My name is Chitu Okoli. I am a professor in information systems (MIS) at
Concordia University in Montréal, and I've been very interested in
for a while. (I am also a light Wikipedian, User:cokoli, since March this
year. In addtion, I've been listening in on foundation-l for a little while
I am currently working on a couple of research projects involving
Two specific projects involve:
1. Obtaining a scholarly evaluation of the quality of its articles by
comparing Wikipedia articles with those of other encyclopedias; and
2. Mapping the sociological networks of Wikipedians among each other in
their wiki activities, and the effects of these networks on their
and group performance in Wikipedia.
I want to apply for grant funding to support my research, and I would love
to arrange this in a way that would translate into free computer equipment
for Wikipedia. For this, I would only need the Wikimedia Foundation's
organizational support and some technical cooperation. I hope it could be a
win-win situation where I could receive assistance for my research (and the
satisfaction of contributing tangibly to what I believe is a worthy cause),
and the Foundation could hopefully get some valuable resources.
I'd like to work together with you to see what options could work best for
mutual benefit. Specifically, let me quote my faculty's grant coordinator,
as he explains quite well the boundaries of what mind be possible:
Also, with regards to buying and sending equipment to Wikipedia, you
should be okay doing that. However, the university may request that the
equipment be returned to the university at the end of the research project
i.e. 3 years from the starting date. So, Wikipedia could use the server
for 3 years, which would obviously help them by saving them the money in
the short term to purchase the equipment and in 3 years from now you may
request from the university that the equipment be donated, sold at a
discount, returned, etc. This would have to be negotiated between
yourself and the Associate Dean and Dean of the business school.
I would suggest first that you contact Wikipedia to ask them to give you a
list of the server equipment that they need to buy, but tell them that the
value cannot exceed say $6000 CDN for example. I say $6,000 because you
may get a maximum of $15,000/yr for 3 years, which you would need to hire
RAs, buy yourself a laptop to travel with, etc. In return, they would
have to send you a letter of support indicating that they will be helping
you to collect the data you need via surveys, etc.
How I would like the Wikimedia foundation to assist me is in two main ways:
1. If my research program seems interesting to you, and/or if you believe
the Foundation could benefit from the equipment that the grant(s) could
provide, please write me an official letter of support indicating that you
are willing to offer me necessary assistance in carrying out my research. I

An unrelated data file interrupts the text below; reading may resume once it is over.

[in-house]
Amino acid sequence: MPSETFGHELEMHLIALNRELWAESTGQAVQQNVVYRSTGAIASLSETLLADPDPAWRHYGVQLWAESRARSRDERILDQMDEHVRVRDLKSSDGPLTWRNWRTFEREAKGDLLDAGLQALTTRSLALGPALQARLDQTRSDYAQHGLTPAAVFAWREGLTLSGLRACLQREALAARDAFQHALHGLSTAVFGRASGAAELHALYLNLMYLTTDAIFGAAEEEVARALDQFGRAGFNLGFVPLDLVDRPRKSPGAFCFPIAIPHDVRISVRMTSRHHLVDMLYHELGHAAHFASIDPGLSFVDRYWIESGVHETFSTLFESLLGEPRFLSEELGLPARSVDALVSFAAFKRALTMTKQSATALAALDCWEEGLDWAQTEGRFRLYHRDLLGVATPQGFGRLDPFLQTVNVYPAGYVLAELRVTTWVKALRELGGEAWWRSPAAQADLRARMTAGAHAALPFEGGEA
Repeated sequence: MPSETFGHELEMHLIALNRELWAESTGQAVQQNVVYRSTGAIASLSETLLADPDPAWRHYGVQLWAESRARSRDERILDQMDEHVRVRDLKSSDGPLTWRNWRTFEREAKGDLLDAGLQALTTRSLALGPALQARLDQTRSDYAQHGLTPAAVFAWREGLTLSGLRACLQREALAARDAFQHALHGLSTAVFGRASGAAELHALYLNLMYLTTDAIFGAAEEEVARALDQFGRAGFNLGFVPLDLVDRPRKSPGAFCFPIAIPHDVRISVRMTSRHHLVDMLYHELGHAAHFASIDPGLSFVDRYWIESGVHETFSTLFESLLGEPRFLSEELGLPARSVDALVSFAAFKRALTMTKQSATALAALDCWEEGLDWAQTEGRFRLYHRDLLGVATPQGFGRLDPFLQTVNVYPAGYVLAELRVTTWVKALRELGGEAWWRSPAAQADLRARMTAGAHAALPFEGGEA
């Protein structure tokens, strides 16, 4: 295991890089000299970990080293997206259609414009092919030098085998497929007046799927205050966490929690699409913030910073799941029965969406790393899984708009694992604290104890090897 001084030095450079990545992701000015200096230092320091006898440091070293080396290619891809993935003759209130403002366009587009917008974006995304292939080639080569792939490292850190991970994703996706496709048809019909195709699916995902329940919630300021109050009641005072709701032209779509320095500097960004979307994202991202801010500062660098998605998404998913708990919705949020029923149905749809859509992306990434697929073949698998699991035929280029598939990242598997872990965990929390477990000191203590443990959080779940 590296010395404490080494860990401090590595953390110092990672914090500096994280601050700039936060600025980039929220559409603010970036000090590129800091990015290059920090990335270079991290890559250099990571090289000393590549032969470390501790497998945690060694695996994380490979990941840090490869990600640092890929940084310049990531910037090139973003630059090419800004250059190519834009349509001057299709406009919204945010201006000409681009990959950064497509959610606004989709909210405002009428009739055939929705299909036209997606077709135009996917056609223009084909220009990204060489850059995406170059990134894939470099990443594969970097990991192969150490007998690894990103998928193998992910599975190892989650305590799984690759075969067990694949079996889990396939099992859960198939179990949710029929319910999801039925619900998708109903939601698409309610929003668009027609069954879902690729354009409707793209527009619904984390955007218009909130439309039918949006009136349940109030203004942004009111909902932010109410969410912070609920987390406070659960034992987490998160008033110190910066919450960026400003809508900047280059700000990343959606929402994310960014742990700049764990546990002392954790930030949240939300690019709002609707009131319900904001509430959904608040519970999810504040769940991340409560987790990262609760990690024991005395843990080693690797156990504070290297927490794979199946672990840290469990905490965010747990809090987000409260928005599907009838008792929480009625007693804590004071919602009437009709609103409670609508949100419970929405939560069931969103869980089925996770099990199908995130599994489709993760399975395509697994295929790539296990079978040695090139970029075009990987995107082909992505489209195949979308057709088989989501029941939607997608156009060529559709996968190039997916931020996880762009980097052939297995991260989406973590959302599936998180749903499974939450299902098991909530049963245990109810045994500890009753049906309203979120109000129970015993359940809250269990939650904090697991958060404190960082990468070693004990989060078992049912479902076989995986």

am certainly NOT asking for financial assistance--rather, I'm trying to
provide some. (Besides, after listening in on the fundraising banner
discussion, Wikimedia Foundation is the last place I'd go asking for money
>:-) Such a letter of support in and of itself would be a great act of
"support" for me--it would be very helpful in helping me obtain a research
grant to continue my research.
2. As far as what actual "support" I would need, for much of my research, I
don't need anyone from the Wikipedia Foundation to actually do anything for
me--I am already working off the Wikipedia database dumps, and the
Wikitech-l provides pretty good technical support. (Thanks Timwi and Brion
Vibber for helping my research assistant, Claudio.)
However, some of the further research I might need to do could need
substantial help from the Wikimedia Foundation. One particular idea I have
in mind would be to conduct a survey of Wikipedians to figure out who they
are, and why they do what they do. I have in mind something very much along
the lines of the "Hacker Survey" that Boston Consulting Group conducted on
SourceForge developers, through the support of the Open Source Developers
Network. (The results are available in PDF at
http://www.bcg.com/opensource/BCGHACKERSURVEY.pdf.) I think the Foundation
could benefit from a similar survey, to better understand who Wikipedians
are. However, if I were to help conduct this survey (I am a social
with special training in conducting accurate surveys), I would need special
access to Wikipedians beyond what a database dump could provide. This is
just an example to show the kind of "support" I would need that could be
mutually beneficial. And of course, I'm trying to get funds from outside to
sponsor this (e.g. I apply for a grant to pay the Foundation for developer
time to help create the surveys).
To be explicit, what I hope to offer the Wikimedia Foundation (subject to
grant award) would be:
1. Free hardware for about three years or so (depending on the grant
2. Consulting/developer fees for specific projects that might require more
time by board members and developers.
Please post your thoughts and comments on this. I'd like you to help make
this a proposal that could help both me and the Wikimedia Foundation.
Chitu Okoli, PhD
Assistant Professor in Management Information Systems
John Molson School of Business
Concordia University, Montréal, Canada
Phone: +1 (514) 848-2424 x2967
foundation-l mailing list
From: Nat Friedman <nat at novell dot com>
To: Jonathan Blandford <jrb at redhat dot com>
Copy: Erik Moeller <moeller at scireview dot de>
Subject: Re: GNOME bounty system success
Date: Mon, 02 Aug 2004 16:12:28 -0400
Jonathan's summary is good. One quick point on numbers: only 11
bounties have been paid, but we've had patch submissions on >50% of the
total bounties; release engineering timelines have made it hard for
bounty submitters to get some of their patches accepted by module
maintainers, and therefore paid, so that contributes to the small number
of paid bounties you see.
One thing that's surprising is that pretty much all of our bounty
submissions came from first-world economies. Despite efforts to promote
the bounties heavily in e.g. India.
I think there's a need for a bounty administration infrastructure; some
piece of software that can run these programs automatically, instead of
the mostly hand-generated web pages I wrote.